Minari (AU-PG/UK-12A/US-PG-13)

In a word: Poignant

Minari poster

 

"Minari (the word refers to a fast-growing water celery from Korea) is a poignant and gritty film about family relationships in the face of hardship and the struggle to make a better life. It shows the challenges immigrants face and the need for faith - in each other, in God - that things will eventually get better."

Among the winners at this year's Oscars, Minari is the beautifully understated story of a Korean American family and their efforts to create a better life for themselves.

Jacob (Steven Yeun) and his wife Monica (Yeri Han) have relocated their young family - daughter Anne (Noel Kate Cho) and son David (Alan Kim) - from California to rural Arkansas where Jacob, unbeknownst to his wife, has bought some land to pursue his dream of growing Korean vegetables and then selling them to specialist vendors in a bid to get ahead.

Monica is unimpressed with their new house - a portable home - and she and the children struggle to settle into their new life as Jacob tries to grow his first crop so he and his wife can stop their gruelling work at a local hatchery where they are employed as chicken sexers. The stress of their life is only added to by the fact their son, David, has a serious heart condition.

An eccentric - and strongly religious - local man, Paul (Will Patton), soon turns up and quickly becomes Jacob's right-hand man on the farm. And it's not long before, in need of someone to look after the children while they work, Monica invites her mother Soon-ja (played with energy by Yuh-jung Yoon in an Oscar winning performance) to join the family from where she lives in South Korea.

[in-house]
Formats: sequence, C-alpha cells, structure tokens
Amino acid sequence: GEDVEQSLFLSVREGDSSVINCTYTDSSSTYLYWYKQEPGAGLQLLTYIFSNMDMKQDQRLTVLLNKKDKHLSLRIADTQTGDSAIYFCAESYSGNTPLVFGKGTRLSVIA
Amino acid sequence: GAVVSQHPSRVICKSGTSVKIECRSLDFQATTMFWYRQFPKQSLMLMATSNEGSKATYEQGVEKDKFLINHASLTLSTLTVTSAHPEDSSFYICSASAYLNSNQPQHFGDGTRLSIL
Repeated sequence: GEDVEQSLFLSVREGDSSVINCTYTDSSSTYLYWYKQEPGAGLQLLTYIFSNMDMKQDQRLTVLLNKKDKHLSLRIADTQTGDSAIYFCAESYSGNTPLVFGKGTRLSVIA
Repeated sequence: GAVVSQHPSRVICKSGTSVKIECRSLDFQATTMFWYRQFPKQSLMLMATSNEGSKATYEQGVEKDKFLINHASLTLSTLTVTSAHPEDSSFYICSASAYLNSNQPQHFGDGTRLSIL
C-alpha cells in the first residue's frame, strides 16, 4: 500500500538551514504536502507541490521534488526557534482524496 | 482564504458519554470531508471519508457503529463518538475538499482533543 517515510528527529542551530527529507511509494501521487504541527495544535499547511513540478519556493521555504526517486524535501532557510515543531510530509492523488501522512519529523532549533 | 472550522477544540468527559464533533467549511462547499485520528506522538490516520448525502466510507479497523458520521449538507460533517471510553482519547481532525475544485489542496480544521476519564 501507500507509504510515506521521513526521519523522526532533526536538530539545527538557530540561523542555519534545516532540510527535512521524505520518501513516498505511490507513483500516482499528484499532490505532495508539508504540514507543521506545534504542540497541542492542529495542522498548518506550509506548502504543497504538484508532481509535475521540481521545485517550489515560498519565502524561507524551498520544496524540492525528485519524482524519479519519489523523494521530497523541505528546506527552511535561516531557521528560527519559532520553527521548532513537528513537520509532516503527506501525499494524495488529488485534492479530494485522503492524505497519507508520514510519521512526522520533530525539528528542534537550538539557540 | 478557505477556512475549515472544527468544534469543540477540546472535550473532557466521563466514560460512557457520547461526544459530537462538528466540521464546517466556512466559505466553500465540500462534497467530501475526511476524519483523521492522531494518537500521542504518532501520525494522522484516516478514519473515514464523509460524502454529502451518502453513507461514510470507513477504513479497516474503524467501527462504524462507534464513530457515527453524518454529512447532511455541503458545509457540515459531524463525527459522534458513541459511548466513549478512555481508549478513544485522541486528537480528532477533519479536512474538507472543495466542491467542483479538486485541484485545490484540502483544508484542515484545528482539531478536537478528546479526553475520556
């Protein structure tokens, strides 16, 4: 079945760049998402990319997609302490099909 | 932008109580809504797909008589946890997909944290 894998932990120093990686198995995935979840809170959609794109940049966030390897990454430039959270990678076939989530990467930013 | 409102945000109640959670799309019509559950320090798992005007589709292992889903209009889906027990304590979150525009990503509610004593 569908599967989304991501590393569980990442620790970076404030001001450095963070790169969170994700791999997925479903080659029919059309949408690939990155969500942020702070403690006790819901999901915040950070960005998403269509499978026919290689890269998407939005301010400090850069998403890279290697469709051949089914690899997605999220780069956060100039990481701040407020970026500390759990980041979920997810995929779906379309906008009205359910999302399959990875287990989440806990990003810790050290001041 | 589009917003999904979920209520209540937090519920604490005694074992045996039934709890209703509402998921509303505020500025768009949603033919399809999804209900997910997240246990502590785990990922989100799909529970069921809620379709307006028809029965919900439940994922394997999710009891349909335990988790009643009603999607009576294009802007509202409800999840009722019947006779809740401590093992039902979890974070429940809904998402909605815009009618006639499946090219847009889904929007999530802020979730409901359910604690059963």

Minari (the word refers to a fast-growing water celery from Korea) is a poignant and gritty film about family relationships in the face of hardship and the struggle to make a better life. It shows the challenges immigrants face and the ongoing need for faith - in each other, in God - that things will eventually get better.

Set in the 1980s, it's a narrowly focused film - the action takes place largely on the farm Jacob and his family have made home - and, as well as providing moments of genuine humour and joy, it takes a delicately nuanced approach to issues such as the casual racism the family encounters in their interactions with some of the locals. 

Director Lee Isaac Chung also keeps the pace slow, allowing time for appreciation of the beauty of the rural environment in which the family live as well as the building of tensions between family members as the challenges they are facing gradually stack up.

Complete with a beautiful score, Minari is a lovingly made portrait of one family's experience in balancing the realities of their life against their hopes and expectations. Full of heart.